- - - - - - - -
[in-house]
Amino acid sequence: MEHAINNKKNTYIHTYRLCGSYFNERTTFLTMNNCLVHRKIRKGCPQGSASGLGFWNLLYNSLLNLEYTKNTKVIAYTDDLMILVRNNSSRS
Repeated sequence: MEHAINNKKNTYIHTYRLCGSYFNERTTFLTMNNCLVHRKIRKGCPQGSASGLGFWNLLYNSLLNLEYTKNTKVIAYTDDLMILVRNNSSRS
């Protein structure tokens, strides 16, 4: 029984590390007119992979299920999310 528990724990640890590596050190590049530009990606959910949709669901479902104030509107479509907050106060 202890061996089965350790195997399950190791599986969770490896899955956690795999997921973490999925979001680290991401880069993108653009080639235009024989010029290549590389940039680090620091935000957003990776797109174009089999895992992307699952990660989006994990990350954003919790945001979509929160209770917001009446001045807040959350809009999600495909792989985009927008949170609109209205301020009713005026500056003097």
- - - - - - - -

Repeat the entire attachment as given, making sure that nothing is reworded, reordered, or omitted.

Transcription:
[in-house]
Amino acid sequence: MEHAINNKKNTYIHTYRLCGSYFNERTTFLTMNNCLVHRKIRKGCPQGSASGLGFWNLLYNSLLNLEYTKNTKVIAYTDDLMILVRNNSSRS
Repeated sequence: MEHAINNKKNTYIHTYRLCGSYFNERTTFLTMNNCLVHRKIRKGCPQGSASGLGFWNLLYNSLLNLEYTKNTKVIAYTDDLMILVRNNSSRS
């Protein structure tokens, strides 16, 4: 029984590390007119992979299920999310 528990724990640890590596050190590049530009990606959910949709669901479902104030509107479509907050106060 202890061996089965350790195997399950190791599986969770490896899955956690795999997921973490999925979001680290991401880069993108653009080639235009024989010029290549590389940039680090620091935000957003990776797109174009089999895992992307699952990660989006994990990350954003919790945001979509929160209770917001009446001045807040959350809009999600495909792989985009927008949170609109209205301020009713005026500056003097």